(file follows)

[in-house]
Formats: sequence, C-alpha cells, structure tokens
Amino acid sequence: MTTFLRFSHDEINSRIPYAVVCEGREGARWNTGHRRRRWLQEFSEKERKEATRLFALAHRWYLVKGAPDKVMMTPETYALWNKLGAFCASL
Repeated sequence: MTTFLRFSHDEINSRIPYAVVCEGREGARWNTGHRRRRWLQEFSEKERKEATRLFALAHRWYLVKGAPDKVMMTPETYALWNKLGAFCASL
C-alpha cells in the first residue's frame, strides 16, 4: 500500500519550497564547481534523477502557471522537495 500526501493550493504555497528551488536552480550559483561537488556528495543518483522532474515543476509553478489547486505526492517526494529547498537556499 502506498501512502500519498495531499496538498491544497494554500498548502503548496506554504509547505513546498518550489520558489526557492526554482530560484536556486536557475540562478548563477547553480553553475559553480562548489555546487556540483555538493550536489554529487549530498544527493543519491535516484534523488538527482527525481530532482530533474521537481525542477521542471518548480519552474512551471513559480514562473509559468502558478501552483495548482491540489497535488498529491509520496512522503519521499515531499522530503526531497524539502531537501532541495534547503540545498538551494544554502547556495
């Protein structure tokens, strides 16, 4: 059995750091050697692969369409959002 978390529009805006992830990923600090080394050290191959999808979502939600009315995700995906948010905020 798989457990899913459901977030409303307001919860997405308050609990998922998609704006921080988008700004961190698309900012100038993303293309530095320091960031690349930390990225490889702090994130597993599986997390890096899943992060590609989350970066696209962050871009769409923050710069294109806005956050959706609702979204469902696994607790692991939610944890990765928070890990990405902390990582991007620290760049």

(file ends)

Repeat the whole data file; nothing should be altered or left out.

[in-house]
Formats: sequence, C-alpha cells, structure tokens
Amino acid sequence: MTTFLRFSHDEINSRIPYAVVCEGREGARWNTGHRRRRWLQEFSEKERKEATRLFALAHRWYLVKGAPDKVMMTPETYALWNKLGAFCASL
Repeated sequence: MTTFLRFSHDEINSRIPYAVVCEGREGARWNTGHRRRRWLQEFSEKERKEATRLFALAHRWYLVKGAPDKVMMTPETYALWNKLGAFCASL
C-alpha cells in the first residue's frame, strides 16, 4: 500500500519550497564547481534523477502557471522537495 500526501493550493504555497528551488536552480550559483561537488556528495543518483522532474515543476509553478489547486505526492517526494529547498537556499 502506498501512502500519498495531499496538498491544497494554500498548502503548496506554504509547505513546498518550489520558489526557492526554482530560484536556486536557475540562478548563477547553480553553475559553480562548489555546487556540483555538493550536489554529487549530498544527493543519491535516484534523488538527482527525481530532482530533474521537481525542477521542471518548480519552474512551471513559480514562473509559468502558478501552483495548482491540489497535488498529491509520496512522503519521499515531499522530503526531497524539502531537501532541495534547503540545498538551494544554502547556495
């Protein structure tokens, strides 16, 4: 059995750091050697692969369409959002 978390529009805006992830990923600090080394050290191959999808979502939600009315995700995906948010905020 798989457990899913459901977030409303307001919860997405308050609990998922998609704006921080988008700004961190698309900012100038993303293309530095320091960031690349930390990225490889702090994130597993599986997390890096899943992060590609989350970066696209962050871009769409923050710069294109806005956050959706609702979204469902696994607790692991939610944890990765928070890990990405902390990582991007620290760049």